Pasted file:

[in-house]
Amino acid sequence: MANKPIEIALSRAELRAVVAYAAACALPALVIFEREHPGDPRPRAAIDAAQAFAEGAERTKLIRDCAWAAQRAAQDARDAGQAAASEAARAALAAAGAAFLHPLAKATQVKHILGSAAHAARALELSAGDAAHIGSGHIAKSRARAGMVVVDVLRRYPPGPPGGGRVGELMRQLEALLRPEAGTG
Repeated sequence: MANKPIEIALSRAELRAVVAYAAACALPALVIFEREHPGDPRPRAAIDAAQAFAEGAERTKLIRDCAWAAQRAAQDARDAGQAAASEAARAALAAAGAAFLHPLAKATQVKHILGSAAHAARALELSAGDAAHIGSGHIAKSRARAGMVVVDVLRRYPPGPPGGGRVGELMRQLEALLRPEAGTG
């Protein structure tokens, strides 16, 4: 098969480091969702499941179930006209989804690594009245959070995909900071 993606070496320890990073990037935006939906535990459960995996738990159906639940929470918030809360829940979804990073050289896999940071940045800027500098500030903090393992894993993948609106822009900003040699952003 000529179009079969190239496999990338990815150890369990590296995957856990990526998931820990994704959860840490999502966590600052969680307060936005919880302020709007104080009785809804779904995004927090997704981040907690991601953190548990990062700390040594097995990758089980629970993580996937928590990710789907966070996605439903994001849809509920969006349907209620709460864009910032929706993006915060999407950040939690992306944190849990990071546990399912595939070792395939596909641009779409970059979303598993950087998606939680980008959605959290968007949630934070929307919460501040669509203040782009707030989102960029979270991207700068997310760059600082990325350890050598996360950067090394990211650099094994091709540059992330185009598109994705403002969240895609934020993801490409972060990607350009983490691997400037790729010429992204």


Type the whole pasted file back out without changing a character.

[in-house]
Amino acid sequence: MANKPIEIALSRAELRAVVAYAAACALPALVIFEREHPGDPRPRAAIDAAQAFAEGAERTKLIRDCAWAAQRAAQDARDAGQAAASEAARAALAAAGAAFLHPLAKATQVKHILGSAAHAARALELSAGDAAHIGSGHIAKSRARAGMVVVDVLRRYPPGPPGGGRVGELMRQLEALLRPEAGTG
Repeated sequence: MANKPIEIALSRAELRAVVAYAAACALPALVIFEREHPGDPRPRAAIDAAQAFAEGAERTKLIRDCAWAAQRAAQDARDAGQAAASEAARAALAAAGAAFLHPLAKATQVKHILGSAAHAARALELSAGDAAHIGSGHIAKSRARAGMVVVDVLRRYPPGPPGGGRVGELMRQLEALLRPEAGTG
């Protein structure tokens, strides 16, 4: 098969480091969702499941179930006209989804690594009245959070995909900071 993606070496320890990073990037935006939906535990459960995996738990159906639940929470918030809360829940979804990073050289896999940071940045800027500098500030903090393992894993993948609106822009900003040699952003 000529179009079969190239496999990338990815150890369990590296995957856990990526998931820990994704959860840490999502966590600052969680307060936005919880302020709007104080009785809804779904995004927090997704981040907690991601953190548990990062700390040594097995990758089980629970993580996937928590990710789907966070996605439903994001849809509920969006349907209620709460864009910032929706993006915060999407950040939690992306944190849990990071546990399912595939070792395939596909641009779409970059979303598993950087998606939680980008959605959290968007949630934070929307919460501040669509203040782009707030989102960029979270991207700068997310760059600082990325350890050598996360950067090394990211650099094994091709540059992330185009598109994705403002969240895609934020993801490409972060990607350009983490691997400037790729010429992204």